Cash grants catch on in international development world

The short-term results of the world's largest universal basic income (UBI) scheme are shared in a paper co-authored by Abhijit Banerjee, co-founder and co-director of the Abdul Latif Jameel Poverty Action Lab (J-PAL) and Tavneet Suri, the lab's agriculture sector co-chair alongside two founders of GiveDirectly, the organisation leading the 12-year UBI programme in Kenya. Two years in, the results suggest that households given a one-time lump sum as well as those provided with monthly payments for the duration of the 12 years, show improved outcomes in the areas of entrepreneurship, wellbeing and standards of living.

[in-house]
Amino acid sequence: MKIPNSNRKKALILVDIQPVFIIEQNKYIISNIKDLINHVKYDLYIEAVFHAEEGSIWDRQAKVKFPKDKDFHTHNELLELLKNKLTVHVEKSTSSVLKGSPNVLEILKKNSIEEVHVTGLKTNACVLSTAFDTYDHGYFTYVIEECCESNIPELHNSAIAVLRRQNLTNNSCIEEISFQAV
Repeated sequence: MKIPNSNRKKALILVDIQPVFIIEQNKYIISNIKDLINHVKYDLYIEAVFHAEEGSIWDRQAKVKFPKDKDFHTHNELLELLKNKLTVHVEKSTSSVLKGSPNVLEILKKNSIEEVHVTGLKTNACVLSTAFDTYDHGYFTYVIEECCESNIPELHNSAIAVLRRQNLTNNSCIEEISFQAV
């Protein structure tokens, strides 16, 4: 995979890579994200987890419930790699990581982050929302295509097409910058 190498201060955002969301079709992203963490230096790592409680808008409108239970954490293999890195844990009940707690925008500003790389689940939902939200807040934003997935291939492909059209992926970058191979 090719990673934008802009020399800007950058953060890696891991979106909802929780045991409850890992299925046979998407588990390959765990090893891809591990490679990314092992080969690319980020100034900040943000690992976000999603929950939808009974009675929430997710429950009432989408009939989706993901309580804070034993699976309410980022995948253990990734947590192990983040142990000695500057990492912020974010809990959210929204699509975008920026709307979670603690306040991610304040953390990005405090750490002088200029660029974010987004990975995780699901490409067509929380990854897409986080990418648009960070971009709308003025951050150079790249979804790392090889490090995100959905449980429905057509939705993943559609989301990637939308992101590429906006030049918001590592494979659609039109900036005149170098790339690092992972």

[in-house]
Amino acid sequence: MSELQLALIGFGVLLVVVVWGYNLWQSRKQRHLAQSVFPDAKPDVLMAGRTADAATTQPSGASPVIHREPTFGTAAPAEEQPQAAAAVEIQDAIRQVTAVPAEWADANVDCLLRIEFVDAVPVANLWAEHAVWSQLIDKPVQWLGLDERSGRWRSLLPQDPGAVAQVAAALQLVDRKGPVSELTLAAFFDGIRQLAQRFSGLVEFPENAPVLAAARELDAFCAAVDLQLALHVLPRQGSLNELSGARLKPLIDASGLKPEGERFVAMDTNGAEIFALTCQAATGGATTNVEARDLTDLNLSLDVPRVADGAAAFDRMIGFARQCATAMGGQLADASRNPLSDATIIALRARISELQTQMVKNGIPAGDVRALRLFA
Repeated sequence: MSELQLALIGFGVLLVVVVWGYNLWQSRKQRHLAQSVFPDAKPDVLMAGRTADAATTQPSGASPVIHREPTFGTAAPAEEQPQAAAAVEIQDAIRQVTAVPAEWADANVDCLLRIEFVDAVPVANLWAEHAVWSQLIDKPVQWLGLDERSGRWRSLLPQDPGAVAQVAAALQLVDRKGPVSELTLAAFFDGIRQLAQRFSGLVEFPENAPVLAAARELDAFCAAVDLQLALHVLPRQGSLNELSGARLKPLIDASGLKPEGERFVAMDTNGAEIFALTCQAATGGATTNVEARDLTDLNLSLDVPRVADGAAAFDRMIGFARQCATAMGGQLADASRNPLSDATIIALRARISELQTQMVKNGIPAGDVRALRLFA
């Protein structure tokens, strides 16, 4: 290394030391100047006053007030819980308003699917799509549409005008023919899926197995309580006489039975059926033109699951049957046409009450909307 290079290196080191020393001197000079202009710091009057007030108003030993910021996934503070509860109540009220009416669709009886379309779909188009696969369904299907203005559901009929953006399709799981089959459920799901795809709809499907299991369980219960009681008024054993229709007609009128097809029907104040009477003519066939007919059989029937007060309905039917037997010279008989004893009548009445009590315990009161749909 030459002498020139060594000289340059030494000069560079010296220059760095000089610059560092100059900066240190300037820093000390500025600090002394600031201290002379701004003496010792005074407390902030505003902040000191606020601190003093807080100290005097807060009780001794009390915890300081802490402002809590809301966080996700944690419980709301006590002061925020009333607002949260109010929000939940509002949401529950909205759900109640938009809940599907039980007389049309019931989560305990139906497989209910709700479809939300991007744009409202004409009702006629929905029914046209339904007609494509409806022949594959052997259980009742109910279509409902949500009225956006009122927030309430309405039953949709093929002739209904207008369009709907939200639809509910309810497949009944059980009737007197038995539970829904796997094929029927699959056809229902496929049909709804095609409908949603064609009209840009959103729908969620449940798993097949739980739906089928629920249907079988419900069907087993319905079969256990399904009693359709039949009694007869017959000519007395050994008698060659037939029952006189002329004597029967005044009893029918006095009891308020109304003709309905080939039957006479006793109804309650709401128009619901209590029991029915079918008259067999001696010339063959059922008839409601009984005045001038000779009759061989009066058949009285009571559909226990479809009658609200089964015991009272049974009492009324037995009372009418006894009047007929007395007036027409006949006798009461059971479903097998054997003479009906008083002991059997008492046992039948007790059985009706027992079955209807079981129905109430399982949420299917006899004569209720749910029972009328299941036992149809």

Soon after Rory Stewart took charge of the UK’s Department for International Development in 2017, he had to grapple with an unsettling argument that was increasingly popular in the aid world.

Instead of designing complex, expensive interventions to help the world’s poorest people, he was told by advocates of cash grants, it was often more effective simply to give them money.

“I remember saying to myself, ‘Well what happens to all of us?’” the former Conservative politician told me. “If the best thing we can do for people is just to give them cash, why are we all employed? Why have we all got master’s degrees?”

Financial Times